Next up, Briggs Murray. Briggs describes how he “was really hesitant to leave Magnet at first,” but couldn’t pass up the academic opportunities and class choices Governor’s School offered. Briggs reports that, “Hartsville is really a new scene for me: I’ve never lived in a small town before, so it’s been a real adjustment. However, everything is SUPER walkable now, which I’m really happy about.” Reflecting on his time at the Magnet, Briggs contemplates how, “I really miss the sports games — they were always so much fun to attend, and the Governor’s School doesn’t have many games to go to except for volleyball, basketball, and competitive figure skating. What I DON’T miss about Magnet are the classes. There were almost no electives and very little academic freedom at Magnet to pursue areas that I actually enjoy and am passionate about. At the Governor’s School I have so much freedom it’s almost dangerous: I can take basically any class you can think of!”

Briggs Murray

His favorite part of Governor’s School is “DEFINITELY the culture. The Governor’s School has a very strong culture and school identity that I really appreciate. My favorite example of this is the social obligation to ‘get Deen’d,’ named after a renowned and belovèd alumnus named Deen (graduated 2001). Deen, before the first major Modern Physics test of the year, consumed a made-from-scratch energy drink he dubbed ‘The Pablo’ and used The Pablo’s energy to study while pulling an all-nighter. And legend has it that, because he Deen’d himself, he scored a 101/100. So now, in order to score a high grade on their first test every junior makes their own energy drink (generally by hand-grinding coffee beans with one of the school’s 3 mortar & pestles, although I’ve also heard of more unorthodox methods being used) to help them pull an all-nighter before their first test. When I got Deen’d myself, I ground WAYYY too many beans at once; in fact, I actually broke the mortar & pestle I was using 😢. But at least I got a 95 on my test!”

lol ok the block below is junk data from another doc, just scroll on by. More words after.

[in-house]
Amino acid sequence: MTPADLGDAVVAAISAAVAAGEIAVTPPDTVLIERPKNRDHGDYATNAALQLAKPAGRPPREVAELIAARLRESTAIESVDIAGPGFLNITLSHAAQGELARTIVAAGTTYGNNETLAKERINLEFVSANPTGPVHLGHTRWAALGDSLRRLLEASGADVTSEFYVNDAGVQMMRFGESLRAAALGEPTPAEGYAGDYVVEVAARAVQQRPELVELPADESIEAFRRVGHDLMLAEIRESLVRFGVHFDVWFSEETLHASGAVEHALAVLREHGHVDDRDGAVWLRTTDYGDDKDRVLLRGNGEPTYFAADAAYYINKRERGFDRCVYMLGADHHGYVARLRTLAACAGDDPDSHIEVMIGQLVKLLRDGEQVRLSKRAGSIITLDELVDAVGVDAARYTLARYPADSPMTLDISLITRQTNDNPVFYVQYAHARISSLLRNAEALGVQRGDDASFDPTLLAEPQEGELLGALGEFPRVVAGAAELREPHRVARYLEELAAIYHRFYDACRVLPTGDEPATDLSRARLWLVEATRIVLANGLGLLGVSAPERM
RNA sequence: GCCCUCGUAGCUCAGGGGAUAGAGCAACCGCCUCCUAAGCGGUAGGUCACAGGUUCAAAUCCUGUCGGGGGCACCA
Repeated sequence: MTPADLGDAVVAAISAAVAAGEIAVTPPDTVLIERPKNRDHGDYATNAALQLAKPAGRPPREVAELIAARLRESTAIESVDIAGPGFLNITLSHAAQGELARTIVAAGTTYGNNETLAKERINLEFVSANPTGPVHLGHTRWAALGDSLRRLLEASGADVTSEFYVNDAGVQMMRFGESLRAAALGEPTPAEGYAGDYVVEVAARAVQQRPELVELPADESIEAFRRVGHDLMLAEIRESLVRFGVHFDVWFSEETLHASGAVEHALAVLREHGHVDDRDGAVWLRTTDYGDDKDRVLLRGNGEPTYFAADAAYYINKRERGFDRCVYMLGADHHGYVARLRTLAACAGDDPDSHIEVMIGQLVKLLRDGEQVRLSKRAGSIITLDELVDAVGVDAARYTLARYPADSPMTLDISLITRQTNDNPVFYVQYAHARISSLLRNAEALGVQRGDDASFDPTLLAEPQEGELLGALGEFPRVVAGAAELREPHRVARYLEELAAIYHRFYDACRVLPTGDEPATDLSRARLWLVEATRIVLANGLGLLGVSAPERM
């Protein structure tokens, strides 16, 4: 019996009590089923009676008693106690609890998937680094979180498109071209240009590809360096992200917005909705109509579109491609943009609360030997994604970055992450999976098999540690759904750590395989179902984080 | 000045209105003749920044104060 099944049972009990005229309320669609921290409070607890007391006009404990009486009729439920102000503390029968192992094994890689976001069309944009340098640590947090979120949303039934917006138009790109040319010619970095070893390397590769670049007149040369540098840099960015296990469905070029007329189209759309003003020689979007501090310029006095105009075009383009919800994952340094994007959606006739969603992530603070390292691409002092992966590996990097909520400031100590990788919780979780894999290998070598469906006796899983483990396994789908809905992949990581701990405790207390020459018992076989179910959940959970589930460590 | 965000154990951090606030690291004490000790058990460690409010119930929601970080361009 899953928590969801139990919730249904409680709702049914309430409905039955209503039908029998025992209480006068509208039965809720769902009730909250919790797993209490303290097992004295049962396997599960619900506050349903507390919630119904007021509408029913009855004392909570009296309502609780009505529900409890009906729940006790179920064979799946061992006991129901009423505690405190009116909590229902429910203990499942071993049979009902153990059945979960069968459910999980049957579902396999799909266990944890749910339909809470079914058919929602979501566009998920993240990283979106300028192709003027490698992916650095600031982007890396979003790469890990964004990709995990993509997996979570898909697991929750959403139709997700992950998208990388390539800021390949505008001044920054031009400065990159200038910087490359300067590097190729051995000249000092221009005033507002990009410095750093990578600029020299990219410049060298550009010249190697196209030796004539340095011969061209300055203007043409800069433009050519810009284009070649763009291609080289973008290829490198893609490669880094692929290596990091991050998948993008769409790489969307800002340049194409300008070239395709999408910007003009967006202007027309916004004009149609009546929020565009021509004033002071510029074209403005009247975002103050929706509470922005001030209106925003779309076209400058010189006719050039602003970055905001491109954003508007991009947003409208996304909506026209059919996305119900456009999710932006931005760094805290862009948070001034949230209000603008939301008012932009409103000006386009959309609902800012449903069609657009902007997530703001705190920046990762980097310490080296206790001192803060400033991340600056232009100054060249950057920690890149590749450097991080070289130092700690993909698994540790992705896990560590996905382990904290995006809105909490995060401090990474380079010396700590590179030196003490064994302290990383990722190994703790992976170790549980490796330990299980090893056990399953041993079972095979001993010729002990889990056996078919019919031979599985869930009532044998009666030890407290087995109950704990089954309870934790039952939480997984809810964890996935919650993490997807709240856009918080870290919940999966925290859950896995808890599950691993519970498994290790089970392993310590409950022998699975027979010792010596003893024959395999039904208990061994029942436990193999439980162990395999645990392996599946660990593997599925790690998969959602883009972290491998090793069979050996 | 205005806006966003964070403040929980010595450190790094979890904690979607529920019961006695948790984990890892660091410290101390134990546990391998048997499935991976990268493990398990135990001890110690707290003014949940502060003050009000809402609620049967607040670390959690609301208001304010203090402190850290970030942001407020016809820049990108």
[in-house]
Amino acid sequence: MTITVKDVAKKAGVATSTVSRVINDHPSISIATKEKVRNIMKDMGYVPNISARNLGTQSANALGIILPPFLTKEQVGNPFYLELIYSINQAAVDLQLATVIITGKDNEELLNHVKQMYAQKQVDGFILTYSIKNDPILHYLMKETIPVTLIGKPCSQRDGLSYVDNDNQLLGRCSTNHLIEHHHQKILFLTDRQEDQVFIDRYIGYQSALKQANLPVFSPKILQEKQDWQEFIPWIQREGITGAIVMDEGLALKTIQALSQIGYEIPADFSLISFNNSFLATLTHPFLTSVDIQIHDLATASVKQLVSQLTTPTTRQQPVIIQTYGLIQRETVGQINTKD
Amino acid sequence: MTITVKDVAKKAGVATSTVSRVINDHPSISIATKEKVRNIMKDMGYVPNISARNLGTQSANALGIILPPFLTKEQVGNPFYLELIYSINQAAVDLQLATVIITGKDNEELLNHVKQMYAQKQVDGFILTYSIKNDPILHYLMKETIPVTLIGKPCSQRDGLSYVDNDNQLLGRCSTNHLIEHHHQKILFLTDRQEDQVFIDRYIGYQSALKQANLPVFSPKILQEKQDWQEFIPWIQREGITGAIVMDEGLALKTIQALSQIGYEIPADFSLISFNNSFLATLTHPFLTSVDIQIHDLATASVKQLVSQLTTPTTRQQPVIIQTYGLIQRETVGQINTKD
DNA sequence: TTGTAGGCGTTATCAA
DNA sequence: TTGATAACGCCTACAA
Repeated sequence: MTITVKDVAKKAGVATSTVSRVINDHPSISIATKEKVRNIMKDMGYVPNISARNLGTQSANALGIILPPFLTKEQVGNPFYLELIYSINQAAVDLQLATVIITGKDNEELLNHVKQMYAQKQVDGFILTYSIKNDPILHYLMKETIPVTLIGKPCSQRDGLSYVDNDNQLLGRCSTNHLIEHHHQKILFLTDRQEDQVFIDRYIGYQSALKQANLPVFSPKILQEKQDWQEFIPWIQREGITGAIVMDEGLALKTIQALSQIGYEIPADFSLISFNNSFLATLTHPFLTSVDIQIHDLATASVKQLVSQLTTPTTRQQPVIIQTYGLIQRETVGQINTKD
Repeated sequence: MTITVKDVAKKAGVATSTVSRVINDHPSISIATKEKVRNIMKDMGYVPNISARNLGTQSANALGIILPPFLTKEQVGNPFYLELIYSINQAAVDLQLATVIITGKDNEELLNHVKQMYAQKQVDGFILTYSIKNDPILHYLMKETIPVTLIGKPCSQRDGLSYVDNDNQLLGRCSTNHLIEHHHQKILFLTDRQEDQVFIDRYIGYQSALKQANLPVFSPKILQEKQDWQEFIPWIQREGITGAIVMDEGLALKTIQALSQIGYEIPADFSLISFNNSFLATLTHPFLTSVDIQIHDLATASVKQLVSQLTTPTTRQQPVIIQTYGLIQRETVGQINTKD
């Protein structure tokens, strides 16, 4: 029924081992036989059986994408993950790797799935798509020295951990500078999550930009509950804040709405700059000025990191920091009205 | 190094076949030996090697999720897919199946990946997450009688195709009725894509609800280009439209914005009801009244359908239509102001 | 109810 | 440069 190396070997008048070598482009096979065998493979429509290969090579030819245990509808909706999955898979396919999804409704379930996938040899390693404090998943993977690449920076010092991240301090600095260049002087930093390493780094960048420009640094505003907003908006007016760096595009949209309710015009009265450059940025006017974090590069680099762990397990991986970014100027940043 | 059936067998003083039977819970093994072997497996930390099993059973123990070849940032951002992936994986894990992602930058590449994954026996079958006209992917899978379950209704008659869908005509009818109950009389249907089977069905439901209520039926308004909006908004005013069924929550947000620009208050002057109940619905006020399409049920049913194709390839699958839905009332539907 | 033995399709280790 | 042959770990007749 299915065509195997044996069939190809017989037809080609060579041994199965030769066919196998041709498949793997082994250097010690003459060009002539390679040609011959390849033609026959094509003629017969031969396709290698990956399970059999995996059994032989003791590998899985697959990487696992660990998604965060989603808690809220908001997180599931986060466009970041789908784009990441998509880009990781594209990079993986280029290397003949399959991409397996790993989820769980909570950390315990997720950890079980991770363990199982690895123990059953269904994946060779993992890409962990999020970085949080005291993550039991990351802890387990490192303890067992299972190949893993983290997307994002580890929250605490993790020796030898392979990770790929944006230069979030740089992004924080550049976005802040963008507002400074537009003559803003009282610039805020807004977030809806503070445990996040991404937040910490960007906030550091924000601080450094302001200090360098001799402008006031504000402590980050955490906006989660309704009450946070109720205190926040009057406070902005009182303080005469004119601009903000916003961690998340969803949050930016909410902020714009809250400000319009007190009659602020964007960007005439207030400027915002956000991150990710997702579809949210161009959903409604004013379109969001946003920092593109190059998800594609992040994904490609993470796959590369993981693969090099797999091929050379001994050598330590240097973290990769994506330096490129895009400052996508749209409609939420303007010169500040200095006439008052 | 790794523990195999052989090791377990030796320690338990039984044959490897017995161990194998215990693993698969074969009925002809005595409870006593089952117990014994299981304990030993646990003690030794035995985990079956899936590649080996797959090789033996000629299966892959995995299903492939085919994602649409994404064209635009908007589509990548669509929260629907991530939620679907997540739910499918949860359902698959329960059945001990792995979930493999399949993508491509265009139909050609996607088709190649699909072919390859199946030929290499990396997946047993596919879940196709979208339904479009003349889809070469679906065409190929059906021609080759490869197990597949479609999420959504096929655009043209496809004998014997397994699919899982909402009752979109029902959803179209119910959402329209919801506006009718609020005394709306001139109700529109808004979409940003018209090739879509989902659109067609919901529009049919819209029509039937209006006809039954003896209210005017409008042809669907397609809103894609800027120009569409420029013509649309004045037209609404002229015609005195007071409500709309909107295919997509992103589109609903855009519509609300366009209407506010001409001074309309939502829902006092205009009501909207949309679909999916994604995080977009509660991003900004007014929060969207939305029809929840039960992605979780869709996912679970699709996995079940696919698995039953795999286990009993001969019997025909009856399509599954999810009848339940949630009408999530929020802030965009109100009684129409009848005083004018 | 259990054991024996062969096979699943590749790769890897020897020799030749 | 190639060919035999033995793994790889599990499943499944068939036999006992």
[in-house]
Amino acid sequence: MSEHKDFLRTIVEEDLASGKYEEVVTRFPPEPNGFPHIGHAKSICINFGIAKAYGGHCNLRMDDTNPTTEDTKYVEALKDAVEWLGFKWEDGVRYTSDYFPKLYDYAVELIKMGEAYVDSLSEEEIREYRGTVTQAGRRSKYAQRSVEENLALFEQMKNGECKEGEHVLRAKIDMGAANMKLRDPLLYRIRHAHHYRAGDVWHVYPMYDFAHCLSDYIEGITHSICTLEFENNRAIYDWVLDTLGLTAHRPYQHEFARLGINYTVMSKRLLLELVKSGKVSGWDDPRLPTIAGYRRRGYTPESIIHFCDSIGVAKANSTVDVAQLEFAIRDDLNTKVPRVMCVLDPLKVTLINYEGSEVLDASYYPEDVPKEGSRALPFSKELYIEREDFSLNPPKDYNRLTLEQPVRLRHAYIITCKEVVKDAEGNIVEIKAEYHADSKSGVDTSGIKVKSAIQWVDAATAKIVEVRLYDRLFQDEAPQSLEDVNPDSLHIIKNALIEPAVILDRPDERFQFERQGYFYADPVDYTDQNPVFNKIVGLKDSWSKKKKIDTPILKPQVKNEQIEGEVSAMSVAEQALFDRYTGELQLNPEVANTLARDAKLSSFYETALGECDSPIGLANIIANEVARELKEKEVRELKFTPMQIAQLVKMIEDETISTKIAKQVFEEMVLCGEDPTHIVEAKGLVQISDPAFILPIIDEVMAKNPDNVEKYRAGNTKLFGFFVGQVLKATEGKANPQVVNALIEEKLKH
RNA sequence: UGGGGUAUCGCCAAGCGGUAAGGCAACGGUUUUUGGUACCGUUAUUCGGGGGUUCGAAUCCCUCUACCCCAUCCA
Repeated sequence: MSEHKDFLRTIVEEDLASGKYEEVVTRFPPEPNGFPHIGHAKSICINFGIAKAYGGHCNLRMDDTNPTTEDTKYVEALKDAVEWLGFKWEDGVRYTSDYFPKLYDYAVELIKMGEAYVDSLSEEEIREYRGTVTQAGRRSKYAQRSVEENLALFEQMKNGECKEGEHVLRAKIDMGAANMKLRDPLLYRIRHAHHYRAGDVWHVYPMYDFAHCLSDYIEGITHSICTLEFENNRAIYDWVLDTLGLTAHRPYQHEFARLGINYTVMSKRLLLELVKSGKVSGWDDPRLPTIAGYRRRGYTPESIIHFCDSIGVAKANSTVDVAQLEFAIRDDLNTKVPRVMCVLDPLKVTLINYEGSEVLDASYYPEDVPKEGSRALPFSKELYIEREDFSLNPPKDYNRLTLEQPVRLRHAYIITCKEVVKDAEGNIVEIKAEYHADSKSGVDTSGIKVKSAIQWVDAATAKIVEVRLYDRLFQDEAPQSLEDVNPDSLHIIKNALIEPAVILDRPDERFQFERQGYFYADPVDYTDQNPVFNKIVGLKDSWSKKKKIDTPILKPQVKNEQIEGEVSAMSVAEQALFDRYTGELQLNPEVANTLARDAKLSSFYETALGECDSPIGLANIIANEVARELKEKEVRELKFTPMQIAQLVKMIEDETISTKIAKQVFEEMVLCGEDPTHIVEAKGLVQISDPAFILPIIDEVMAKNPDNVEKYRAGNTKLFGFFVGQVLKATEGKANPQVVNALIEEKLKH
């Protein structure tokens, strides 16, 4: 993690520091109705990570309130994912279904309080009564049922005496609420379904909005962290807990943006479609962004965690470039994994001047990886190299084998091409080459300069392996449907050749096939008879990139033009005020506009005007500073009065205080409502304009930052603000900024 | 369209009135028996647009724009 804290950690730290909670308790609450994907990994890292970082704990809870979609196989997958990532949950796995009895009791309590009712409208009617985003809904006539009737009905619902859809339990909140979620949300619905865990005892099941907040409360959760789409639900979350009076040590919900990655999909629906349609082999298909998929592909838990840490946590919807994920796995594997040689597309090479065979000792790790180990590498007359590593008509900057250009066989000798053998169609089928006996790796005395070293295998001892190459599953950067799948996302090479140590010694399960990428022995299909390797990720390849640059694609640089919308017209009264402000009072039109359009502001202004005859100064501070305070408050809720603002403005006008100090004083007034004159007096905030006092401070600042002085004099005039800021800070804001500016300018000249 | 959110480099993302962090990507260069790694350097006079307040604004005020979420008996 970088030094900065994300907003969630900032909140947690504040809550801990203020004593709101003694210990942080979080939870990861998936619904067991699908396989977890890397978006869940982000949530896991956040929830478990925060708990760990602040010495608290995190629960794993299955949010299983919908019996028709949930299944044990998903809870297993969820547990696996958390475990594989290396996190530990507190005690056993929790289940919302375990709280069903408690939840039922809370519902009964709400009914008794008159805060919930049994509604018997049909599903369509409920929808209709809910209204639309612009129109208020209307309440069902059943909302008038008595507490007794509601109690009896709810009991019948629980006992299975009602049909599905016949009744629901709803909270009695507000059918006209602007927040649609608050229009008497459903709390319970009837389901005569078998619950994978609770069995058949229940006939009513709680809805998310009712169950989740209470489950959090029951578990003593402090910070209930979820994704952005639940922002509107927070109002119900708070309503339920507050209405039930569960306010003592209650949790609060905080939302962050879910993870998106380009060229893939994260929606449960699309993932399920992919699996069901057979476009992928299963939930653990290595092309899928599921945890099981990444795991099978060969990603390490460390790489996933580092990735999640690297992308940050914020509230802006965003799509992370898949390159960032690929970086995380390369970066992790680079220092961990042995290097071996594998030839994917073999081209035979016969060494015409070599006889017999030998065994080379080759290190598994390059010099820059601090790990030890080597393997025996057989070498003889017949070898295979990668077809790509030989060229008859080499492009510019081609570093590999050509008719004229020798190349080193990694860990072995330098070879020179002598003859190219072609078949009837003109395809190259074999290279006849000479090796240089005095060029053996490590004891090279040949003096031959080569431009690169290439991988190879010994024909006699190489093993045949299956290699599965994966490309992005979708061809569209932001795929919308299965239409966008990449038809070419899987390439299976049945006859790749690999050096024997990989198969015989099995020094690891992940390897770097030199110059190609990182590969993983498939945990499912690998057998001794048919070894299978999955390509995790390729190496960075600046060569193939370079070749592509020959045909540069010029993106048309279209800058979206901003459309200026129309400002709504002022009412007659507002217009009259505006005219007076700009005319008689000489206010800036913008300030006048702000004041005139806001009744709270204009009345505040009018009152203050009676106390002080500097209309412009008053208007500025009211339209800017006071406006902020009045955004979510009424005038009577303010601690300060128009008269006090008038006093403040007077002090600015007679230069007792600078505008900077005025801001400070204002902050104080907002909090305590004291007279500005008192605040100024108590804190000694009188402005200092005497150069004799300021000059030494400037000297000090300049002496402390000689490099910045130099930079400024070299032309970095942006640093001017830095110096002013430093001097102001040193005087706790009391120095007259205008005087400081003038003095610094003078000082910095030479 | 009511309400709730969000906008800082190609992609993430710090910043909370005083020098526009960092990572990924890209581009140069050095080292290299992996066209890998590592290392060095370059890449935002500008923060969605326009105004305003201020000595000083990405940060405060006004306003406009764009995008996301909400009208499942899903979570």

Paulo as an up-and-coming Raptor

Our final Governor’s School Raptor: Paulo Hitpoulos. Paulo shares, “There were a number of reasons why I chose to leave, but I suppose there are 3 standout reasons: I did not need to take 4 foreign language classes, I could skip precal, and there were a lot of interesting electives that I could take. My next semester has like 7 electives, and all of them (astronomy, neuroscience, wild calculus, music theory, etc.)  are really interesting.” When asked about life outside of Charleston, Paulo responded that “Hartsville is a lot smaller with much less to do, but it has a lot of hart. It is clear that all the people care about GSSM, and there is never a dull moment in Hartsville. One scary thing though is an urban legend of ‘Whistlin’ Pete.’ Basically, if you hear shrill whistling in the dead of night that keeps getting closer, you better start running.” Yikes.

Paulo today, hitting his stride at GSSM.


When Paulo’s not running from Whistlin’ Pete, he has Magnet on his mind (at least sometimes). He lists his fellow Raptors as what he misses most, but says “the food is slightly better at GSSM (especially their signature dish, Fran’s big chicken), and I do not really miss Magnet food.” Regardless, Paulo is thriving at GSSM and shared a tradition he loves, “‘Deen and Jean’ (named after Deen, who graduated in ‘01), where people gather in the movie room, drink 4 million scoville hot sauce (called ‘the Telaak’), and sing Billie Jean.”

As a final reflection, Paulo shares, “[GSSM] has another common phrase: ‘when cutting the lawn, ensure the horse can still jump,’ which I feel like just about everyone here lives by. Basically, people have as much fun as they can, but at the end of the day, they still put their all into work as well. I feel like I did not live by this before going to GSSM, but the school has really improved my work ethic drastically.”

Thank you to Grant, Briggs, and Paulo for giving us insight to life outside the Raptor nest!

To read about more ex-Raptors, see here.